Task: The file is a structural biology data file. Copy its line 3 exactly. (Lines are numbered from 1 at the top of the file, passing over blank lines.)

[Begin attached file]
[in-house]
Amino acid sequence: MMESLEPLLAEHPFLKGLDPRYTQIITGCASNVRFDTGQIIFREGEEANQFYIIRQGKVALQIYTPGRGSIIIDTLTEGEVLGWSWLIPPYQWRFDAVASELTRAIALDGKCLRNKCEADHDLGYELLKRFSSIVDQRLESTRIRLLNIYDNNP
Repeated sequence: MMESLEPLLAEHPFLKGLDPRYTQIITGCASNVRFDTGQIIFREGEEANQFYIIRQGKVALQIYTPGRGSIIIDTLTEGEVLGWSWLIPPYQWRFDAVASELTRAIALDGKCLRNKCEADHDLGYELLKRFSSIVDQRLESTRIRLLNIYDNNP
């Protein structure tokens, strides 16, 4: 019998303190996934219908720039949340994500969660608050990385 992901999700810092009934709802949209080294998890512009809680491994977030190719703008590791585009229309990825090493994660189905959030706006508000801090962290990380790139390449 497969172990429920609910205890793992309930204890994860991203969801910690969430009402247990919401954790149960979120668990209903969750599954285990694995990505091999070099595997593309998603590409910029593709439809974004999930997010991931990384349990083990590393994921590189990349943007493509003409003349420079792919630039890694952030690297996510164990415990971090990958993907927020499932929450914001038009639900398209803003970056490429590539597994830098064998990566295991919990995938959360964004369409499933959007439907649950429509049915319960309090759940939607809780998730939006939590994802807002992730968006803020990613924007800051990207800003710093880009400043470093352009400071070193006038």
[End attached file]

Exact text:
Repeated sequence: MMESLEPLLAEHPFLKGLDPRYTQIITGCASNVRFDTGQIIFREGEEANQFYIIRQGKVALQIYTPGRGSIIIDTLTEGEVLGWSWLIPPYQWRFDAVASELTRAIALDGKCLRNKCEADHDLGYELLKRFSSIVDQRLESTRIRLLNIYDNNP